When asked to describe The Dale, our people consistently say it is where they find friendship, community and a place to belong- it is like a big family. We love to be together and create space for everyone to fully participate, an attempt to have people experience what it means to both give and receive. For example, people might offer a warm hello, help to cook, do dishes, sweep floors, play music, or support someone in distress.

We have been working all year to tell The Dale story, to generate financial support, and to strengthen the ways that we are present in our neighbourhood. As a community without our own walls, we have a well-established nomadic weekly routine, one that takes us from location to location for our drop-ins, church service, and administrative work. We do street outreach and advocacy, visit people in hospital, in jail, in their homes, and outside, and accompany people to appointments and court.

The Dale is entirely reliant on the financial support of others to do what we do. As we reach the end of the year, we invite you to consider making a donation to this work. In order for us to plan and budget well, it is very helpful to receive monthly gifts of any size. This is easy to do by using our Pre-Authorized Remittance system. There are other ways to give too, including on-line.

We hope and pray that you think of the people at The Dale as friends, and that you find any contact with us enriching. It certainly is for us- whether you are volunteering, making a gift, being together in a community activity, or simply staying in touch and offering your encouragement.

The Dale is life-changing for Marlene and so many others who find friendship, community and a place to belong with us. So today, we ask you to help move The Dale into another year. Thank you so very much for your goodwill and support. We are grateful for you and others who care about The Dale and our people.

Sincerely,

Electronic Signature

Erinn Oxford

Pastor and Executive Director

Regular Giving

Give on-line through CanadaHelps

Become a regular donor by filling out this Pre-Authorized Remittance Form and sending to erinn@thedale.org or mailing to:

The Dale Ministries
PO Box 94, Station C
Toronto, ON  M6K 3M7

Cheques or Cash

Cheques should be written to THE DALE MINISTRIES and mailed to the above address. To donate cash, please contact Erinn Oxford at erinn@thedale.org.

 

I had just finished a session with my therapist and was entering the subway to head home. The station (or more accurately, the building that it is housed in) was under some major construction and erected some temporary, metal stairs. An elderly woman was next to me, carefully holding the railing and slowly making her way down. I felt the toe of my boot snag in a gap which thrust me forward into an almost movie-like fall. I tried to grab something to stop myself and nearly took out the woman in the process. I somehow managed to keep either of us from tumbling and breathlessly apologized for the accident.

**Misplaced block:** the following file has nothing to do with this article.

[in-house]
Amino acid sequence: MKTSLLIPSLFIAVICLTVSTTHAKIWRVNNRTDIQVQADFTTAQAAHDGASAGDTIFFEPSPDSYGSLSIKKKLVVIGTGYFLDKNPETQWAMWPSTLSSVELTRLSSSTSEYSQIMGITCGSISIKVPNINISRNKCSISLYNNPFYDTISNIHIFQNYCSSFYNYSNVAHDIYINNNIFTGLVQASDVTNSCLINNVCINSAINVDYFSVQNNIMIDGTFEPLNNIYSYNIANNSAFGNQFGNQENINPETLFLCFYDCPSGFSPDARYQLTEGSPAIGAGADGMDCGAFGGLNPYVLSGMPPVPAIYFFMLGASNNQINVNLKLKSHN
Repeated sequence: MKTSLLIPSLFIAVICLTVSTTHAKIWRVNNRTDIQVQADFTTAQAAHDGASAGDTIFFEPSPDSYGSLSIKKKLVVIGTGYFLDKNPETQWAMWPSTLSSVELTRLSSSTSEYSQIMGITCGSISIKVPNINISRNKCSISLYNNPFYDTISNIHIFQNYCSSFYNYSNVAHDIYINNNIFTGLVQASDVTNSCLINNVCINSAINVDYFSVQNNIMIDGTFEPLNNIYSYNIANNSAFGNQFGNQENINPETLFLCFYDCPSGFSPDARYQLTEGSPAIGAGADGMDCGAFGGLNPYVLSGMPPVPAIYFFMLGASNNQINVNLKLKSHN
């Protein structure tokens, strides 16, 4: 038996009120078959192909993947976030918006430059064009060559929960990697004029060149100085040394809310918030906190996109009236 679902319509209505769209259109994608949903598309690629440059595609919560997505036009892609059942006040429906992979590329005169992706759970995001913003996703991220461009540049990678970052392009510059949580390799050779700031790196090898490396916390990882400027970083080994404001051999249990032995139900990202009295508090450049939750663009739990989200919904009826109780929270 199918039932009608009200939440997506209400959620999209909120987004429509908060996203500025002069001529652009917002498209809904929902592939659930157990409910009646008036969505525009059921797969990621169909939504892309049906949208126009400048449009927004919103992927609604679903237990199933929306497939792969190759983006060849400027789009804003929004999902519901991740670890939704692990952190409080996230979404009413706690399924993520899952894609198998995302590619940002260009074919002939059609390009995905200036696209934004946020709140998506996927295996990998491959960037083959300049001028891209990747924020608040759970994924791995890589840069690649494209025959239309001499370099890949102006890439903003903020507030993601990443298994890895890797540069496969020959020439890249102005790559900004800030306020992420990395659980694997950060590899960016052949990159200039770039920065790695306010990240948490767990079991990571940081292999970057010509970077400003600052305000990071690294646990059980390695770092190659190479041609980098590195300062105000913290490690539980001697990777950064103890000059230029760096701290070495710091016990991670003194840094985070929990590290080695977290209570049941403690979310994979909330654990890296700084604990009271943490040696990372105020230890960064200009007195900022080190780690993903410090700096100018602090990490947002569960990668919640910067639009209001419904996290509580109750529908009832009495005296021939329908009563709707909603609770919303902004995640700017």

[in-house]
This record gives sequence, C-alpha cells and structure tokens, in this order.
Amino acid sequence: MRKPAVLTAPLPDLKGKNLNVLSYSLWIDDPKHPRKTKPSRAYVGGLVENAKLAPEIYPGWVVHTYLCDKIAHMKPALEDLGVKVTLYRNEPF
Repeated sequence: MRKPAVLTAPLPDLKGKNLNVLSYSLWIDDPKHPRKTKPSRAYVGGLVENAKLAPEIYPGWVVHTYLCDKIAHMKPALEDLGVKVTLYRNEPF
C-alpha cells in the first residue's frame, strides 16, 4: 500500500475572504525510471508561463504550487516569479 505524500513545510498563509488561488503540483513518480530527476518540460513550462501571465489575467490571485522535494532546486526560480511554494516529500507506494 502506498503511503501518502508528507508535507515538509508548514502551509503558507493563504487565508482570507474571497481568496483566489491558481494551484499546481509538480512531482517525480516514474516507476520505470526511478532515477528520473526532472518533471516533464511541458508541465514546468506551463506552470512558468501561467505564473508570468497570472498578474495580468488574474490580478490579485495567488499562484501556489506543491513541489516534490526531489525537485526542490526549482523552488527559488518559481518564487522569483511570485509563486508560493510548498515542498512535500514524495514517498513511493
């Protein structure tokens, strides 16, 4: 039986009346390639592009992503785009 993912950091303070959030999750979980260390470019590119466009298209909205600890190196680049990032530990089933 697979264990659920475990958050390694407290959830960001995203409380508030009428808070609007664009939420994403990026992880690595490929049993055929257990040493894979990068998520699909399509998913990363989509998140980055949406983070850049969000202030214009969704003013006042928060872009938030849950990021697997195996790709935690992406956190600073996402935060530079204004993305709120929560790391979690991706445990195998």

I will confess that I can be a klutz. I suspect this, along with being pre-occupied by all the thoughts running through my head from the earlier appointment lent to my near fall. I was also thinking a lot about my impending ordination council. The next day I would be presenting my statement of faith before a group of people who would then vote about whether or not to affirm my sense of call, not exclusively, but particularly to The Dale. I guess I felt even more anxious than I realized.

I carried on with my day, only to have yet another incident. I needed a quick dinner and decided to pan fry some perogies. Somehow, and I swear I don’t know exactly what happened, I managed to spill hot oil onto my hand. It left splatter marks and one sizeable blister. This was not helping my nervousness about the next day.

After my ill-fated supper, I went to an event at Cate’s school which was a good distraction. Later in the evening I felt relieved that I was tired enough to go to bed at a reasonable hour, hoping I would sleep well. In the early hours of the morning I was suddenly awoken by…my reading lamp, affixed to the wall since 2001, FALLING ON MY HEAD. I kid you not. The light bulb even broke, leaving shards of glass on my pillow. I thought, this is either a bad sign or everything terrible that needed to happen is now out of my system and today will be fine. I hoped it was the latter.

Thankfully the ordination council proved to be a beautiful time of encouragement. All of my anxiety melted away as I told my story of faith and journey with The Dale, explained my philosophy of ministry and theological views, answered questions, and was voted (unanimously!) to be ordained by the CBOQ. I felt surrounded by the community that presented me for this process, which made it not my day, but OUR day. And the truth is, after a year of too many deaths, struggles and heartache, it was good to have something worthy of celebrating together.

In a weird way, I’m even grateful for my series of misfortunate events. The fall, the burn, the lamp all reminded me that I am a frail being. Whether I managed to steady my feet on those subway steps or not, God is with me. It is God who has invited me into my role at The Dale. In humility I want to be a leader who serves and loves people, albeit a klutzy one. I am thankful for the affirmation of my peers. I really can’t imagine doing anything else.